Credit: Courtesy U.S. Botanic Garden

It just isn’t Christmas until you’ve gone down to the U.S. Botanic Garden to see a bunch of iconic American train stations painstakingly rendered in tree bark. If this is your holiday motto, then this year’s Christmas will truly be a merry one, my odd friend! A new seasonal exhibit at the Botanic Garden features dozens of plant-based miniature train stations for your holiday pleasure. After two visits, I can safely say that Season’s Greenings: All Aboard! is the absolute best bark-centric model railway exhibit that your family will see this year.

The Botanic Garden erects an extensive model train setup each Christmas featuring elaborate sylvan replicas of famous American structures. Season’s Greenings is the name of the recurring exhibit, which is a bit of a misnomer, because most of the structures are brown. In 2017, Season’s Greenings featured trains scooting around plant-based renditions of famed American roadside attractions; in 2016, the exhibit focused on national parks and historic sites. I am not entirely sure how arboreal model-making became such a beloved D.C. holiday tradition, but I suspect the National Twig Council is to blame.

This year the Garden is doing train stations, which seems a bit on-the-nose compared to previous installations, but who cares! Give the people what they want, I say, and what they want is twig-based scale models of Metro-North stations. The exhibit, which runs through New Year’s Day, features over two dozen different models, all of which are testimonials to the artistic versatility of wood. Every design detail on every train station, from the roofs to the façades to the lettering above the doors, was made out of some sort of woodsy plant—a construction process that clearly required great dexterity and imagination.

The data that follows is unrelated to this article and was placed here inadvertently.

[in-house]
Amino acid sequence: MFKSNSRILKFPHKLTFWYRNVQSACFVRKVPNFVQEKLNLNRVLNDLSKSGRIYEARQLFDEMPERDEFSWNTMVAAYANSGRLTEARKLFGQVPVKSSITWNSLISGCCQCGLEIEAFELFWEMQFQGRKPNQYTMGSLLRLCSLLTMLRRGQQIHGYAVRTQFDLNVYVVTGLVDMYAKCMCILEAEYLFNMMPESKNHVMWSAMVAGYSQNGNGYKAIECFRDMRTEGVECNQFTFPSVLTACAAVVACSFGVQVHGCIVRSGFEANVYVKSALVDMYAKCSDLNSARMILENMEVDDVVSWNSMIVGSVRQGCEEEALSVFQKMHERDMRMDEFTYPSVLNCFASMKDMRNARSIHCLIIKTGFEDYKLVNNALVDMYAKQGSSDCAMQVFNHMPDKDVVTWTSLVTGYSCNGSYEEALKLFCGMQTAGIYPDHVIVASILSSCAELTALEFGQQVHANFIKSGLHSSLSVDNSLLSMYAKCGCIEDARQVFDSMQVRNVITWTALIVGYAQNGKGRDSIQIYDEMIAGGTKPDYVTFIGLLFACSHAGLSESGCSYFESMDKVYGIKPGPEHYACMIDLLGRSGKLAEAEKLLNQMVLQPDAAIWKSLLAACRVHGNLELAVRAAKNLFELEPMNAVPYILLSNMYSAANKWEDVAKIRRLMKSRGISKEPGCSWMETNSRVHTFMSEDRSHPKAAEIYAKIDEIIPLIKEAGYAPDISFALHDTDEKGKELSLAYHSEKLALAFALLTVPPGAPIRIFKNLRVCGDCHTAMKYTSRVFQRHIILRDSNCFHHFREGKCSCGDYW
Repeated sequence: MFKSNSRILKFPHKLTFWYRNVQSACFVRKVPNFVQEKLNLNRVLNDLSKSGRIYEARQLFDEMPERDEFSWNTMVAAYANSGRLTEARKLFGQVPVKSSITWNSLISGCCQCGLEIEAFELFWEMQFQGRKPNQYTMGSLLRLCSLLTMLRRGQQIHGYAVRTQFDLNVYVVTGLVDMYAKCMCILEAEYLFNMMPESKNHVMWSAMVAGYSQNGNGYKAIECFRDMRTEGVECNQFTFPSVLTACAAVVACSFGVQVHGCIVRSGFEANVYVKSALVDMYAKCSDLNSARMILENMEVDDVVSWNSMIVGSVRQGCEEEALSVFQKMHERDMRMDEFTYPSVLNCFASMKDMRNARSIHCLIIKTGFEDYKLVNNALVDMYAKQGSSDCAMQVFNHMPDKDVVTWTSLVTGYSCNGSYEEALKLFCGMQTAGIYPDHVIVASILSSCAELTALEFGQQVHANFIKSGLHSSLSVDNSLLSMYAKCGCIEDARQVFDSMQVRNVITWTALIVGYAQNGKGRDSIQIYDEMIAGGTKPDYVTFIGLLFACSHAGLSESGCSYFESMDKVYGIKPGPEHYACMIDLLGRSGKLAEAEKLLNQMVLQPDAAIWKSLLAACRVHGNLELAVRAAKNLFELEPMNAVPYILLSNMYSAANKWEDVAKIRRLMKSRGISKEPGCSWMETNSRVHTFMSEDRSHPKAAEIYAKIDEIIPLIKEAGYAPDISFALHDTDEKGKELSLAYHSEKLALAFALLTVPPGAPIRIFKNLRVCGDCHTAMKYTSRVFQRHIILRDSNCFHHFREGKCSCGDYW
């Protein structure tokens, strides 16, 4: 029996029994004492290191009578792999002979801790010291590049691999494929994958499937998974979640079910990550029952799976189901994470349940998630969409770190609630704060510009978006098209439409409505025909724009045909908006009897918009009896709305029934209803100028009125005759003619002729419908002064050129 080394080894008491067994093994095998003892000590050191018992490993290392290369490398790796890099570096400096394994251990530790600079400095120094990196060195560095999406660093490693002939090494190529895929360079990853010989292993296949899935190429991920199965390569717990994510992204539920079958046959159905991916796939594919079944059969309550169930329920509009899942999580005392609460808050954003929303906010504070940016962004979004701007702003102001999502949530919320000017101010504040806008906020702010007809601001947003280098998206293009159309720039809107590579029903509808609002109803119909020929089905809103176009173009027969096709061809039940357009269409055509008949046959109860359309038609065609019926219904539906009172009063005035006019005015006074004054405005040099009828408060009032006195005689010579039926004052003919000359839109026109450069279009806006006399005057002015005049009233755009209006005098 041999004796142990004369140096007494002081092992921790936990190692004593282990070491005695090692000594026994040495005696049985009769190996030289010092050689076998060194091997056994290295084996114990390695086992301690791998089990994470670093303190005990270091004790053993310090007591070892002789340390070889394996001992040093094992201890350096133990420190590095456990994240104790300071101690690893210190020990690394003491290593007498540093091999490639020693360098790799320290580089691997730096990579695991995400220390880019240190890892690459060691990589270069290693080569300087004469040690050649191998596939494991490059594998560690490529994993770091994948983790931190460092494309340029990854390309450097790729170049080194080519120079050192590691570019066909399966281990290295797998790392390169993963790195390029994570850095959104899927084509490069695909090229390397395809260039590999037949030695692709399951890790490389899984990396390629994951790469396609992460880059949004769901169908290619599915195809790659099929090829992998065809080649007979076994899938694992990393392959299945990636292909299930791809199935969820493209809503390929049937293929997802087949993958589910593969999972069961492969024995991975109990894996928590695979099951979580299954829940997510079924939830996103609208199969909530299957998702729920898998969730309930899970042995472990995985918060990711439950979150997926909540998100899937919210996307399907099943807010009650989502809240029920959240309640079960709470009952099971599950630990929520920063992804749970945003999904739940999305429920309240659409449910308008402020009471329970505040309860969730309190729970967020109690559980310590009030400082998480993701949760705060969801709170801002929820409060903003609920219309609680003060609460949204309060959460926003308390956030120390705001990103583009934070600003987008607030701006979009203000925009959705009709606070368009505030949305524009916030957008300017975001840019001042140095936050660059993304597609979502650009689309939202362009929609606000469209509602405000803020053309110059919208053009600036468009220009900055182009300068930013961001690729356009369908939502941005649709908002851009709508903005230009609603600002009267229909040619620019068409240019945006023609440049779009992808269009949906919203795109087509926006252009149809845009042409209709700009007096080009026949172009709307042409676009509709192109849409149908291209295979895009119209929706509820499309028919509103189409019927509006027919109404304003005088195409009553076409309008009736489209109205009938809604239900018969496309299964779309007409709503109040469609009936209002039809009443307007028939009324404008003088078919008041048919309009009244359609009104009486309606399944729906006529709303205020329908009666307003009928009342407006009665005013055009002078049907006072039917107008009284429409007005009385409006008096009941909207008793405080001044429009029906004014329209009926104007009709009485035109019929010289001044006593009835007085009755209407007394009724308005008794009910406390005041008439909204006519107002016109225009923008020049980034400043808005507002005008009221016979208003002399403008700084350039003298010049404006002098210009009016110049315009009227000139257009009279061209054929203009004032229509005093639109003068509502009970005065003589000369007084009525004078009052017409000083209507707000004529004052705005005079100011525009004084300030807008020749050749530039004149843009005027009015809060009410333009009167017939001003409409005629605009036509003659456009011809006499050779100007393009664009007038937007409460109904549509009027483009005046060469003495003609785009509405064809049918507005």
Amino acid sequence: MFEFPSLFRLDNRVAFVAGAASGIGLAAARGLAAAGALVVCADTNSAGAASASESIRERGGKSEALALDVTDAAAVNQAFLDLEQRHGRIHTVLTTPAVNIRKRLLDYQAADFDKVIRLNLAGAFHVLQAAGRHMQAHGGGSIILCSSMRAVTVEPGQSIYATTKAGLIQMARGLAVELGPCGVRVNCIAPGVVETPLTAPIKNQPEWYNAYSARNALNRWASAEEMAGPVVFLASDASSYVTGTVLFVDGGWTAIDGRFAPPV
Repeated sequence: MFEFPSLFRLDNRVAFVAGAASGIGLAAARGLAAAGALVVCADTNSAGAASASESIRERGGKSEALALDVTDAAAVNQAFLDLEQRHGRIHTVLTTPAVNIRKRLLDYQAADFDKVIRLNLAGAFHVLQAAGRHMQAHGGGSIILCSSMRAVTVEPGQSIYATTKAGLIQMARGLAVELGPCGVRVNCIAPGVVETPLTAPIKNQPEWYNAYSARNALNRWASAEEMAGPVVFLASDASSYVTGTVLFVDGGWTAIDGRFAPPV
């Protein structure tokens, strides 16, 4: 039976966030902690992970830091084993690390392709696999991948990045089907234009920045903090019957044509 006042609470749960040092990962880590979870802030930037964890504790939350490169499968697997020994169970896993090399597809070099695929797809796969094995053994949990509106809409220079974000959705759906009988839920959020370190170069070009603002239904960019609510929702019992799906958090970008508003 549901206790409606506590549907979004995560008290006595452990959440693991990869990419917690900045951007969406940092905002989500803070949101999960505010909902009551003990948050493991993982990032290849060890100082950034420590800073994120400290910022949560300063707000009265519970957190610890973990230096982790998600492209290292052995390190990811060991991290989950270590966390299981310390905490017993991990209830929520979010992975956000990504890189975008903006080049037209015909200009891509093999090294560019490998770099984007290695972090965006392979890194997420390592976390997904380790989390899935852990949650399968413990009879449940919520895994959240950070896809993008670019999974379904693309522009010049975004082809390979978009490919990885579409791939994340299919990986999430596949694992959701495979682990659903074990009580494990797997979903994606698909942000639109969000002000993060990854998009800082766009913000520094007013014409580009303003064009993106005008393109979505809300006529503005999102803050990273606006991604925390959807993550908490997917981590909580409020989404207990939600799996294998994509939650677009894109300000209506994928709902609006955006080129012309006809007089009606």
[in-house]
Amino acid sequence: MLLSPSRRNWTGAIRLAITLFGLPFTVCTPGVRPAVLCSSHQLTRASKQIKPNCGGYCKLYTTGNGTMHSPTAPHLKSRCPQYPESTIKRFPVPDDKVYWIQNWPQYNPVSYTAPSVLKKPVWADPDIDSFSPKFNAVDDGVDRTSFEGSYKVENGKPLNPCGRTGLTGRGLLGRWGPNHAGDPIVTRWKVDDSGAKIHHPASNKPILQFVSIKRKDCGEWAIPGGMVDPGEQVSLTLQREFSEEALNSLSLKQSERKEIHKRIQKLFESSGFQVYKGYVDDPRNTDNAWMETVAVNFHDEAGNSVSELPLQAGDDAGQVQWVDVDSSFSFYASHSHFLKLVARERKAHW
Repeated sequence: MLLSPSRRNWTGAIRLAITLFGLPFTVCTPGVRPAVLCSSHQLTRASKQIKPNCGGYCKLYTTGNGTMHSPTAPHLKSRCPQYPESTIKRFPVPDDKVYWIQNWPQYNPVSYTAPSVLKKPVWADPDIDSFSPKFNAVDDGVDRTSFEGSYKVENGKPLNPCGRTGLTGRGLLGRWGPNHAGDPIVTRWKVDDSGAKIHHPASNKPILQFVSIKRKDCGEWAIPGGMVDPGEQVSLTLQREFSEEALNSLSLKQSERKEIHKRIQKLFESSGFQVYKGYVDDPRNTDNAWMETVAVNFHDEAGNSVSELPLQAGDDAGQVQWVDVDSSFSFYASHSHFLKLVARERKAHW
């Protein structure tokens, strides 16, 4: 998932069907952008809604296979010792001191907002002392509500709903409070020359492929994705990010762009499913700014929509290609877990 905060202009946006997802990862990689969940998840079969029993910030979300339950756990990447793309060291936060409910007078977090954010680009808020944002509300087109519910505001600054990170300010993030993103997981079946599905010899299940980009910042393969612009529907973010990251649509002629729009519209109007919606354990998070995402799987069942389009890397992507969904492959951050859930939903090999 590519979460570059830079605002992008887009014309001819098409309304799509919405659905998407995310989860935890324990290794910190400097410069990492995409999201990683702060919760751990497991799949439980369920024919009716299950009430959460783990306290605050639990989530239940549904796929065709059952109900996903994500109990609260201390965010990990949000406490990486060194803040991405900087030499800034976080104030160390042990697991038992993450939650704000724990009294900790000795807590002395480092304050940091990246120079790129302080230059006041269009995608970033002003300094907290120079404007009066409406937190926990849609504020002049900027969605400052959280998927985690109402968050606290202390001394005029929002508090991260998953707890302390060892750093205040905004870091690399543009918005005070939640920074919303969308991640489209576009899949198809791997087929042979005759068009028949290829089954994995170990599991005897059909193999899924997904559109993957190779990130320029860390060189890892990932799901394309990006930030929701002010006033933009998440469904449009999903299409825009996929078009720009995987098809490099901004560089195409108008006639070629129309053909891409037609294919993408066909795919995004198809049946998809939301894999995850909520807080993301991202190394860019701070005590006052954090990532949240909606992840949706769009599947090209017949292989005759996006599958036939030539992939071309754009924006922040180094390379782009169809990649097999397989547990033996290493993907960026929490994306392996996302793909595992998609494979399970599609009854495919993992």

“How faithful are these models to their inspirations?” you ask. Reader, the answer is “very.” 

There is no mistaking these structures for anything except their namesake train stations. “Yep, that’s Grand Central Terminal made out of sticks and bark,” you will say as you pause in front of said exhibit. “Oh, look, it’s some other train station now,” you will say next.

Be forewarned: The construction materials offer a limited color palette that does not always correspond to the true tones and hues of the buildings being modeled. Browns and tans are the dominant shades—though there are some striking reds to be found here and there—and they tend to make the stations look sooty and bleak, the sorts of places where a Victorian orphan might catch tuberculosis. Also, I would have gladly swapped out some of the smaller, more obscure train stations on display, such as the unprepossessing model of the Kirkwood Missouri Pacific Depot, for some stations with more local appeal, such as the New Carrollton Metro stop. Oh well!

That said, there are some truly impressive showpieces on display here. The model of Cincinnati’s impressive Art Deco half dome Union Terminal was particularly striking, with the façade rendered gracefully in cork bark and the roof done in cedar. Likewise, the imposing model of the mammoth Michigan Central Station was faced in cork and elm bark, with columns from honeysuckle branches and other flora, and trim rendered in oak, walnut, and cottonwood bark, among other tree-based things. And I enjoyed the part where you peered into a hollowed-out tree to see a diorama of the interior of the old Penn Station. I am always game to look into a hollow tree to see what’s inside, and usually the answer is nowhere near as entertaining.

Those visitors who are into trains, not terminals, will also find much to like about Season’s Greenings: All Aboard! There are trains tootling around the stations and through the stations; trains chugging overhead on wooden bridgespanning wooden cliffs. Thomas the Tank Engine, of children’s television fame, even makes an appearance, steaming through the “Dino Depot” while baring his famous dopey grin. The “Dino Depot,” in case you were wondering, is an imaginary train station that resembles a large, predatory dinosaur with a roof for a back. It’s the big surprise near the end of the exhibit: a whimsical final touch on this thoroughly delightful installation.

At 100 Maryland Ave. SW to Jan. 1, 2019. Free. (202) 225-8333.